# Homework Help: Probability and gauss integral

1. Dec 19, 2008

### squaremeplz

1. The problem statement, all variables and given/known data

1) Find the area under the curve for:
a) P( 0 <= Z <= 2.07)
b) P(-.64 <= Z < -.11)
c) P( Z > -1.06)
d) P(Z < -2.33)
e) P(Z >= 4.61)

2) a) Evaluate integral from 0 to 1.24 of e^(-x^2/2)
b) Evaluate the integral from -inf to inf of 6*e^(-x^2/2)

2. Relevant equations

Z value table
Power series expansion of e^x

3. The attempt at a solution

1)
a) Fz(2.07) - Fz(0) = .9808 - .5 = .4808
b) Fz(-.64) - Fz(a) = .4247 - .2611 = .163
c) 1 - Fz(-1.06) = .85
d) .0104
e) .00002

Can someone explain to me the difference in calculating an area where Z < x vs. Z <= x. Do I just use the value closest to x and less than it on the table for Z < x?
2) a)I used the power series expansion and dervied each term upto n = 4 and got
.6807
b) No clue how to do this. Polar coordinates?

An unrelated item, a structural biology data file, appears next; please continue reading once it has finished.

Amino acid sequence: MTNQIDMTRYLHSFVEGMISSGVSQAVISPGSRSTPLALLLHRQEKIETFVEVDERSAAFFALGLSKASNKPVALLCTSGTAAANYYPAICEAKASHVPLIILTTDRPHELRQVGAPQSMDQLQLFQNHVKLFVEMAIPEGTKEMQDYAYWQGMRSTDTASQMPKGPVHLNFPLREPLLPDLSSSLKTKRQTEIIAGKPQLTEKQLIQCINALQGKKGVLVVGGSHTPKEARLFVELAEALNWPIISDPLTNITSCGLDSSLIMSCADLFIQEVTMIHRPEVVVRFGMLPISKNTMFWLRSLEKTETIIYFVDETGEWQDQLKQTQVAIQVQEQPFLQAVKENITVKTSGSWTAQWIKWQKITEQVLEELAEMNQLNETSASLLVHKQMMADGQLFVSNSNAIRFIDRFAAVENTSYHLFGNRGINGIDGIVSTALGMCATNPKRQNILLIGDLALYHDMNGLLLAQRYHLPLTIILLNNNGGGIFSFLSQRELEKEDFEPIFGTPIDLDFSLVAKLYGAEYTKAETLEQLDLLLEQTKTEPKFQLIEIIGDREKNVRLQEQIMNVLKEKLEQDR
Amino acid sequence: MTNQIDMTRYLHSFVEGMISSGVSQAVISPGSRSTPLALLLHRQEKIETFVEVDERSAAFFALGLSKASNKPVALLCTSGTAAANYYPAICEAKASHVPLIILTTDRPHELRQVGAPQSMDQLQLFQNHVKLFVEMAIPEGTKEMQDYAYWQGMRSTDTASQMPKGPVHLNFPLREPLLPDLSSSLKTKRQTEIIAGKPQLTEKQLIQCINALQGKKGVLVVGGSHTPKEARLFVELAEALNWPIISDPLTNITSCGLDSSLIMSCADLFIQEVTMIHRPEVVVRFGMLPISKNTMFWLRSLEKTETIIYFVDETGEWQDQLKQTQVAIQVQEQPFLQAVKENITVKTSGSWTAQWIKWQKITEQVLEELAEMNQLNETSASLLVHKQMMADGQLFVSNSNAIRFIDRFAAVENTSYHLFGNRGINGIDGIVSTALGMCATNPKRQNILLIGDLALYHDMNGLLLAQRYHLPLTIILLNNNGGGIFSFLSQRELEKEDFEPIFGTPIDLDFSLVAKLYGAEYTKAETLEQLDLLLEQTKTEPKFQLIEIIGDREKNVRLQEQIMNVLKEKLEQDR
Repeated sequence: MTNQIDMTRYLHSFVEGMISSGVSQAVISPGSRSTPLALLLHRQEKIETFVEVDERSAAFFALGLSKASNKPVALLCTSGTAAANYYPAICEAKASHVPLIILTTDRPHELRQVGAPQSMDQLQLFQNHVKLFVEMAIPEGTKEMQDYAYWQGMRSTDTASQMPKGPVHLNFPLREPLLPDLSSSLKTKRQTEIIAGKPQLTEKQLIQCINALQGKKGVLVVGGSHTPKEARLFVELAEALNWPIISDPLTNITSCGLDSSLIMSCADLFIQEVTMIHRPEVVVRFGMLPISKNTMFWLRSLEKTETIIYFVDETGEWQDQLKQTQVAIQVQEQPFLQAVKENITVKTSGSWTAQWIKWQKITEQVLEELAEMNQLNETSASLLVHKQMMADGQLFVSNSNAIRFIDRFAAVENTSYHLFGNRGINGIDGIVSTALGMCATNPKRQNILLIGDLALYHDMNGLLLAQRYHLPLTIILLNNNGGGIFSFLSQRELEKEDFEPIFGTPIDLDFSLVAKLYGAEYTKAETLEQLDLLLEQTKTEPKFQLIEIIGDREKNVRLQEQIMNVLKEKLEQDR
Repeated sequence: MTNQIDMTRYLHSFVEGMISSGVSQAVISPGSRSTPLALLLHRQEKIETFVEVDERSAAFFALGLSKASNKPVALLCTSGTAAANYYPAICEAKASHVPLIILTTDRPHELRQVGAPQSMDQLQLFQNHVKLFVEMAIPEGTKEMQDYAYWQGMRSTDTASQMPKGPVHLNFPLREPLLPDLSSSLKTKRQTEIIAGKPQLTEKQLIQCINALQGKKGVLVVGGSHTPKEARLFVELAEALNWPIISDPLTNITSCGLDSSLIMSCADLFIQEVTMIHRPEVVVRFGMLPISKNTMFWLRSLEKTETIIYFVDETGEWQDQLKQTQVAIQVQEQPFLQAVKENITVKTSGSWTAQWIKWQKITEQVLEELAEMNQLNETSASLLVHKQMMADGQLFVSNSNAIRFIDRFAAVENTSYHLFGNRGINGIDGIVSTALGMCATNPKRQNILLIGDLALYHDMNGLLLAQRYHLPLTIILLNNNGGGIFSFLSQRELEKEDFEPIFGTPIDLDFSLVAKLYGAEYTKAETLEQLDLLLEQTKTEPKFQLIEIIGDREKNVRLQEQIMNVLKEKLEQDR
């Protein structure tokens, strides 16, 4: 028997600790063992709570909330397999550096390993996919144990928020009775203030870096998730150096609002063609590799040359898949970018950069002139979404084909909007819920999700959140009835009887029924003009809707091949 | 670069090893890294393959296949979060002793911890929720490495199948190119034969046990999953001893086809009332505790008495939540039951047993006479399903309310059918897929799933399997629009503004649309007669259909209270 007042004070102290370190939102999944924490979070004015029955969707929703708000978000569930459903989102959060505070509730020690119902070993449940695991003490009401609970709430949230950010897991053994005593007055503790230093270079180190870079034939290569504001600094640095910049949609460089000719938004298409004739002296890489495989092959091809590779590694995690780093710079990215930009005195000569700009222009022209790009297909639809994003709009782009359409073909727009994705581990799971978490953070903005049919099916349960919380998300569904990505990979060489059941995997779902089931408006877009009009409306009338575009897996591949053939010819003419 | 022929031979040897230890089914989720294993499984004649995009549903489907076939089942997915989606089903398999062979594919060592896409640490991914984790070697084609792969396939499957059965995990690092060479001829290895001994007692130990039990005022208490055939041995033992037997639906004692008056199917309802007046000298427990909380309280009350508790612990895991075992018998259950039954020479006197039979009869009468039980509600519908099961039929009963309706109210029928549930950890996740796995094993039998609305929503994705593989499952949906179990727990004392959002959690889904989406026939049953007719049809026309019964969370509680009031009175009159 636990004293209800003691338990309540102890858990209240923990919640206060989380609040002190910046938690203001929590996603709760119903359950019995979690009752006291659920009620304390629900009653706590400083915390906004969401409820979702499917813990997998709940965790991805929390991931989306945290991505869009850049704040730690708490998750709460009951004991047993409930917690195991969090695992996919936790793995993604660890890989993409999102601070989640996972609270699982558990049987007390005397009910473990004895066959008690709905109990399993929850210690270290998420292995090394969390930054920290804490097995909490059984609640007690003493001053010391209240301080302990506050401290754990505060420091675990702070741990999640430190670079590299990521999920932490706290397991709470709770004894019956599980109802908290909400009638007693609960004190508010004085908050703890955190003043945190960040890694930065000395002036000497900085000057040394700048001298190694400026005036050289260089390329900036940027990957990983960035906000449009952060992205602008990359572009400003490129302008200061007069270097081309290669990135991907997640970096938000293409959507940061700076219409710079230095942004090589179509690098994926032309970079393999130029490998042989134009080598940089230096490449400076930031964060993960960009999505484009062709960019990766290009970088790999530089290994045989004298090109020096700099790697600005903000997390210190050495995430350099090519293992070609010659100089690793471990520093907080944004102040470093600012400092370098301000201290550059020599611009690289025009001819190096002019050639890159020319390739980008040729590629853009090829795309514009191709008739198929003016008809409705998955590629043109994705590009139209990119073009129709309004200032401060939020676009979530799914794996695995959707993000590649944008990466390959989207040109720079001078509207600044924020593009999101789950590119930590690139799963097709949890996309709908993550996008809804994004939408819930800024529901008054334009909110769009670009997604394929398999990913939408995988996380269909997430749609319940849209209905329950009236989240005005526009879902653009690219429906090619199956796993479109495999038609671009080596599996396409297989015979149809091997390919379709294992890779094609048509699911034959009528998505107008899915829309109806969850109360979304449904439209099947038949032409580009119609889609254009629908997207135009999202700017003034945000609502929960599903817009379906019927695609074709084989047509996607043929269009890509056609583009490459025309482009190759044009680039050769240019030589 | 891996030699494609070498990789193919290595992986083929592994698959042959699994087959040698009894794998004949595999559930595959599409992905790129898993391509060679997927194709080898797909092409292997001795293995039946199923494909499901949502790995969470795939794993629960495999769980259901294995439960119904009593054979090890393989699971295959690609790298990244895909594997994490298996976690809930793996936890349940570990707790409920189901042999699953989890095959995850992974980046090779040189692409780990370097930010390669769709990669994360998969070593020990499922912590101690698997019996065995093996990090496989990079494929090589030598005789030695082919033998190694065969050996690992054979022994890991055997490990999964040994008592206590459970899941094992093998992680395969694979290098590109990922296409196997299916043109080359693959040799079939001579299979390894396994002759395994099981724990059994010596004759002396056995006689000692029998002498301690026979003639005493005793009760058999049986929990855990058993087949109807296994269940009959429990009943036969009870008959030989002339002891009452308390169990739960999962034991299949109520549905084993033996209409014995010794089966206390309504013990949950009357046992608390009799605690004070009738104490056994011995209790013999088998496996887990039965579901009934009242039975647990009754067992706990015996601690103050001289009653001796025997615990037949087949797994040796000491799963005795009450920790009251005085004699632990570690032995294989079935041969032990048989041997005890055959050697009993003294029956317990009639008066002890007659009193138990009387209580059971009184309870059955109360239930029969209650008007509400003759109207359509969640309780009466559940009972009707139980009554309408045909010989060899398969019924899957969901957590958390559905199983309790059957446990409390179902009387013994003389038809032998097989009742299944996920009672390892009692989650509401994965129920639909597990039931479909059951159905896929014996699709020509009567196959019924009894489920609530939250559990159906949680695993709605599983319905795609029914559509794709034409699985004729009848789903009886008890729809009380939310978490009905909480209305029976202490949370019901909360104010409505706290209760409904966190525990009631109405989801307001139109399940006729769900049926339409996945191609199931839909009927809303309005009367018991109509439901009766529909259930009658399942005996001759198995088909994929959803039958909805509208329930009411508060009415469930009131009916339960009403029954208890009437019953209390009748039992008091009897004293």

2. Dec 19, 2008

With the standard normal distribution (indeed, any continuous probability distribution)
there is no difference working with $$<$$ and $$\le$$, so that

$$P(Z < z) = P(Z \le z)$$

As an example

$$P(Z < 1.24) = P(Z \le 1.24)$$

Both can be found from a table or software.

For the integral problem, consider this. If I use $$Z = 2.1$$

\begin{align*} P(Z \le 2.1) & = \int_{-\infty}^{2.1} \frac 1 {\sqrt{2 \pi}} e^{-{x^2}/2} \, dx\\ & = \int_{-\infty}^0 \frac 1 {\sqrt{2 \pi}} e^{-{x^2}/2} \, dx + \int_0^{2.1} \frac 1 {\sqrt{2 \pi}} e^{-{x^2}/2} \, dx \\ & = 0.5 + \frac 1 {\sqrt{2 \pi}} \int_0^{2.1} e^{-{x^2}/2} \, dx \end{align*}

If you rearrange terms you find that

$$\int_0^{2.1} e^{-{x^2}/2} \, dx = \sqrt{2 \pi} \left(P(Z \le 2.1) - .5 \right)$$

None of the terms on the right require a series expansion.